Raclette: The Perfect Melting Cheese


Raclette has more than one definition. Raclette is a Swiss cheese dish, a cultural land mark, the name of a cheese, a table top appliance, a dining experience, a great time!
Raclette is very popular in Europe, especially in the Swiss Alps and other ski regions. And that’s where it’s said Raclette came from.
Back in the days, Swiss shepherds from the French-speaking Valais region needed to bring food up to the Alps that was relative cheap and wouldn’t spoil easily in the hot summer month. So they brought cheese and potatoes. While the potatoes roasted in the fire, a big piece of cheese was put close to the fire. Once it started melting the cheese was taken away and scraped of the cheese onto the baked potatoes. This was not only filling and nourishing but also delicious.
Raclette is a semi-hard cheese made on both sides of the French and Swiss Alps. Valais Raclette or Fromage a Raclette, as they are traditionally called, are made using ancestral methods with unpasteurised milk of cows grazing on the alpine meadows. The name Raclette comes from the French word ‘racler’, which means ‘to scrape’. The cheese has got a thin, brownish-orange coloured rind and a pale yellow pate with a few and scattered open holes. It is has a very distinctive pleasant, aromatic smell with a creamy texture, similar to Gruyere cheeses, which does not separate even when melted. The flavour can vary from nutty, slightly acidic to milky.

While Switzerland supplies 80% of Raclettes, French Raclettes are slightly softer with a smooth and creamy flavour. Raclette is also the name of a Swiss dish where the cheese is melted in front of a fire or a special machine and the melted parts are scraped onto diner’s plates. It is then served with small potatoes, gherkins, pickled onions and air-dried meat called Viande des Grisons. Raclette comes in round and square shapes and can be served with Vin de Savoie.

Today, few houses have an open fireplace, so to simulate the process we now have Raclette Melter that hold a block or half wheel of cheese under a heating element. Once melted, the cheese is being scraped off onto the prepared potatoes.
Another variety is a Raclette Grill, which allows melting individual portions of cheese and offers a grill top to serve grilled vegetables, meat, chicken, or fish with the cheese. Many of these models come with a reversible grill top that can be used to make crepes or pancakes. And yet another variety can be converted into a mini pizza oven.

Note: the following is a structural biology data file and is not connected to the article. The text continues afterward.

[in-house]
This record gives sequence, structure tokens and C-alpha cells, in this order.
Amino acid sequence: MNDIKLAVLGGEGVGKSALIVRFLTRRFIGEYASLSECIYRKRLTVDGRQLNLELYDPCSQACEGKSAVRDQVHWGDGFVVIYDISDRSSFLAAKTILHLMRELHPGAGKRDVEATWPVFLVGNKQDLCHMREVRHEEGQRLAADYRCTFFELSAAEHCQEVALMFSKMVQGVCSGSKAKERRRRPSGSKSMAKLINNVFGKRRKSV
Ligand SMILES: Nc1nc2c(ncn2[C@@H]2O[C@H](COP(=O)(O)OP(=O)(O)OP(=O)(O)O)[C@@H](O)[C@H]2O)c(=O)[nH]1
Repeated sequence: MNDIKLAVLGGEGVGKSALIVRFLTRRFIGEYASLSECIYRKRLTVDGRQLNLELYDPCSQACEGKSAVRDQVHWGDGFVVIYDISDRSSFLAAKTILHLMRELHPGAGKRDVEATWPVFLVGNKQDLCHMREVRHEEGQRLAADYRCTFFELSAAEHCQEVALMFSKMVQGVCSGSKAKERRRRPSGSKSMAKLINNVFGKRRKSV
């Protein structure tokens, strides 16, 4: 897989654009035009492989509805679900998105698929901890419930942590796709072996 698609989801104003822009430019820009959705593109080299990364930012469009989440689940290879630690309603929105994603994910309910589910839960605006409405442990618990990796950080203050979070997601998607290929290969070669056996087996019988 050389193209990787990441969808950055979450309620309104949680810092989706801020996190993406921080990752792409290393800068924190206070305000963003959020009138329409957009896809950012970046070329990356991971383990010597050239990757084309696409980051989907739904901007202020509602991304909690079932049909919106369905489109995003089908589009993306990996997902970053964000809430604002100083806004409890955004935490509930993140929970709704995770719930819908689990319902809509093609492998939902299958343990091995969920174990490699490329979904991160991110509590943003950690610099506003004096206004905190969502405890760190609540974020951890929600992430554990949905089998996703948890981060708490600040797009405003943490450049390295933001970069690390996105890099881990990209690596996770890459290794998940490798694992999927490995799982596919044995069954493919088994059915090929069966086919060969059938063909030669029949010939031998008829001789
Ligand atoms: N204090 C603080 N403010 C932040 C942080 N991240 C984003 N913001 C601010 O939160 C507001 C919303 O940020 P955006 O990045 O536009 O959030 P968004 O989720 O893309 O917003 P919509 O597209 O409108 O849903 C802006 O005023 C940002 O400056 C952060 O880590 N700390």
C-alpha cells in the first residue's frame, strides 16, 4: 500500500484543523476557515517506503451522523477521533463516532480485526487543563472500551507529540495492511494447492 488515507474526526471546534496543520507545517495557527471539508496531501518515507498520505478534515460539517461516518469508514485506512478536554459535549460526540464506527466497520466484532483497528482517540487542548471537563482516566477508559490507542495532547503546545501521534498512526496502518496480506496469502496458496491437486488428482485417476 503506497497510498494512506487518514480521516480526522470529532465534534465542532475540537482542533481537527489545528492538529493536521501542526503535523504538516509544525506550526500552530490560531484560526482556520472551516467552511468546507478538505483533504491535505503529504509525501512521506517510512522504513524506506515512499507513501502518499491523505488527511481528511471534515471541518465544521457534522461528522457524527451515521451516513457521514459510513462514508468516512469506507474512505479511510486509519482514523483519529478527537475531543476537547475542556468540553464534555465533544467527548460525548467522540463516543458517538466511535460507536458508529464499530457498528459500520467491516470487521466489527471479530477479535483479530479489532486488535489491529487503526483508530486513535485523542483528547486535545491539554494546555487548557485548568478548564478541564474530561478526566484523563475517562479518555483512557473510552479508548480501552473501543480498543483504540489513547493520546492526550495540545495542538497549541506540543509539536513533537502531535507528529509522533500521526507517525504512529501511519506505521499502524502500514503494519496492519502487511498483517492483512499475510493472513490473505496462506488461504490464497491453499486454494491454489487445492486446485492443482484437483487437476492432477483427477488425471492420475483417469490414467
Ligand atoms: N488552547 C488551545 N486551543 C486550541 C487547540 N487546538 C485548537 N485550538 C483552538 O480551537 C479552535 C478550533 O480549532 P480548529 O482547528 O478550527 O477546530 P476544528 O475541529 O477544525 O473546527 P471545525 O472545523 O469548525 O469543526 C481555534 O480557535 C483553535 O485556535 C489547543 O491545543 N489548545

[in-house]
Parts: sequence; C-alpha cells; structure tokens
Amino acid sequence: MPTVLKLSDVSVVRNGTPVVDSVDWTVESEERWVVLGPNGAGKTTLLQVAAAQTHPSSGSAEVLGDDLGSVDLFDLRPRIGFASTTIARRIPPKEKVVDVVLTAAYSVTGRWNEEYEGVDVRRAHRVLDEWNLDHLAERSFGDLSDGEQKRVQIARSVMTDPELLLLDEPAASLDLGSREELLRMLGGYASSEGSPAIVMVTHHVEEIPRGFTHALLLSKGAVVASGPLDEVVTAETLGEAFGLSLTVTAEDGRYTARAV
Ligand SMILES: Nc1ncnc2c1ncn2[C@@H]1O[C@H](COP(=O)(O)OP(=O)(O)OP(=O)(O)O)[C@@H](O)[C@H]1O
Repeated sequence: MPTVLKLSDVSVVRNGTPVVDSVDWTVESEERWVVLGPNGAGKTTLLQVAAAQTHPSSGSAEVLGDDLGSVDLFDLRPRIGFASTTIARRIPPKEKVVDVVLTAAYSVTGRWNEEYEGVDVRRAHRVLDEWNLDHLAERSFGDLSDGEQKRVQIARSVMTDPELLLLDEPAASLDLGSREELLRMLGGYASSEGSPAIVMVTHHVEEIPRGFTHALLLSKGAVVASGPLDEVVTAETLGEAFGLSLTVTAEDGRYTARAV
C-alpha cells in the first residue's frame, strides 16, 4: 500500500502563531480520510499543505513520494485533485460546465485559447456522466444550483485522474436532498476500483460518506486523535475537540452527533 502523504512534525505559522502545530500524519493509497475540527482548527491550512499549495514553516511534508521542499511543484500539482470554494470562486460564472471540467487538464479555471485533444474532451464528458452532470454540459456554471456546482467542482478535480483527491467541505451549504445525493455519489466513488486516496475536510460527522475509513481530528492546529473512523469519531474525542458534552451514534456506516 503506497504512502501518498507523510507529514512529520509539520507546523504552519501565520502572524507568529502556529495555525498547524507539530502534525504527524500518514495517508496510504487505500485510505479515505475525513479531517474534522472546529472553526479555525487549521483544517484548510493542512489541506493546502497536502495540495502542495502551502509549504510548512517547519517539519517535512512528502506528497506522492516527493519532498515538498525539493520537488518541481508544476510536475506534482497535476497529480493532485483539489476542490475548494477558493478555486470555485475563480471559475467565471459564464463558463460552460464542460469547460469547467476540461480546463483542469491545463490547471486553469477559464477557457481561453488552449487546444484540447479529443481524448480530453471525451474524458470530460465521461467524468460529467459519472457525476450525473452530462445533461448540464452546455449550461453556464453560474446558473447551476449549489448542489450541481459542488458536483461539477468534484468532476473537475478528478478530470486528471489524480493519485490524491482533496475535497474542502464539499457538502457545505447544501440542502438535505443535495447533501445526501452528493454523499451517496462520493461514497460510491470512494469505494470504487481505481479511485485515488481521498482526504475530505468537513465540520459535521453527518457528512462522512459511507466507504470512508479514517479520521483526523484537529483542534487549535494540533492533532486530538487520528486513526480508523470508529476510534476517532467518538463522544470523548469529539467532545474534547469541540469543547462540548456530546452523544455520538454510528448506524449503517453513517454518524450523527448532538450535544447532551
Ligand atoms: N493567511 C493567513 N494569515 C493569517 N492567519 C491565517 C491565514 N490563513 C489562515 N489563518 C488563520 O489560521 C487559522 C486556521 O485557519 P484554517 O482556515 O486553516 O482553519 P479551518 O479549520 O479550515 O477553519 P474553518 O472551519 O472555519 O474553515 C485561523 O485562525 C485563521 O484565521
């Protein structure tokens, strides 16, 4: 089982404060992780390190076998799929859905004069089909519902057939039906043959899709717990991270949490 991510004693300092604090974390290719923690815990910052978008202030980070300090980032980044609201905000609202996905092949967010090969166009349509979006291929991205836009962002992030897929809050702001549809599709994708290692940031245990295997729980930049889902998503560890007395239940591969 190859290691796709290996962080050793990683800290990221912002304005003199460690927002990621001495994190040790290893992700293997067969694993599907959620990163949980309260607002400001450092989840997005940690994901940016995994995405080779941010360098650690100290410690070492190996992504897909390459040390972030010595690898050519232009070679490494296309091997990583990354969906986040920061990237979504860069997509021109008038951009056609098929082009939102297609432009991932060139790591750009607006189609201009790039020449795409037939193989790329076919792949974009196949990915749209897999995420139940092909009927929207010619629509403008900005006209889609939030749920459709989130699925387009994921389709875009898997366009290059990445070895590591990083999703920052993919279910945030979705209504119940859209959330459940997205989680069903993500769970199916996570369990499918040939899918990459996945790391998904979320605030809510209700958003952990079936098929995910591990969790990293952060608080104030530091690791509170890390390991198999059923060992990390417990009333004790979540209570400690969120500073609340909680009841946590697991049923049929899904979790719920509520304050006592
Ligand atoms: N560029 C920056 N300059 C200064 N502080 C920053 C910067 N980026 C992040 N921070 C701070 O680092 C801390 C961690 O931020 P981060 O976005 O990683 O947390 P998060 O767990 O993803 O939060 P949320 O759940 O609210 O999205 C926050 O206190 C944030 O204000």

A Traditional Raclette Recipe

This simple raclette recipe should be the first you try on your raclette grill or raclette melter. Serves 4

  • 8 small/medium potatoes
  • 1.5 lb. Raclette Cheese
  • Buendnerfleisch (cut in paper-thin slices)
  • 1 jar pickled gherkin cucumbers (cornichons)
  • 1 jar pickled onions
  • freshly ground pepper
  • paprika

Wash potatoes and, with skins on, boil in a pot filled with salted water for about 20 min.  Test with a knife if the potatoes are done. Keep warm until ready to use in an insulated potato basket. In the meantime remove the rind of the cheese and cut into 1/16″ thick slices using a adjustable wire slicer. Arrange gherkins, onions, and Buendnerfleisch on a platter and set aside until required. Turn raclette on to begin to heat up (allow for at least 5 minutes before using). For raclette grills: Each guest takes a slice of cheese, places it in their pan and slides it under the raclette grill to melt. It takes approximately 2 minutes to melt to a creamy consistency and 3 minutes for a more crispier top. In the meantime take a potato, place onto your plate and cut it into a few pieces, remove the pan from under the grill once it’s reached its preferred consistency and hold the pan onto its side to scrape the cheese out, using your wooden spatula. For raclette melter, each guest prepares potatoes and side dishes on their plates. When the cheese starts melting on the wheel, scrape the cheese onto the plate. Season to taste with freshly ground pepper and paprika. Pair Grand Cru Raclette with Pinot Grigio, Fendant, a Swiss white wine, or a light, fruity red wine, such as Beaujolais.

Let Shisler’s Cheese House help you make your next memorable melt experience with our supply of Raclette Cheese!

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This entry was posted in Cheese, Favorite Recipes, Product Reviews, The Shisler's Family and tagged , , , , , . Bookmark the permalink.

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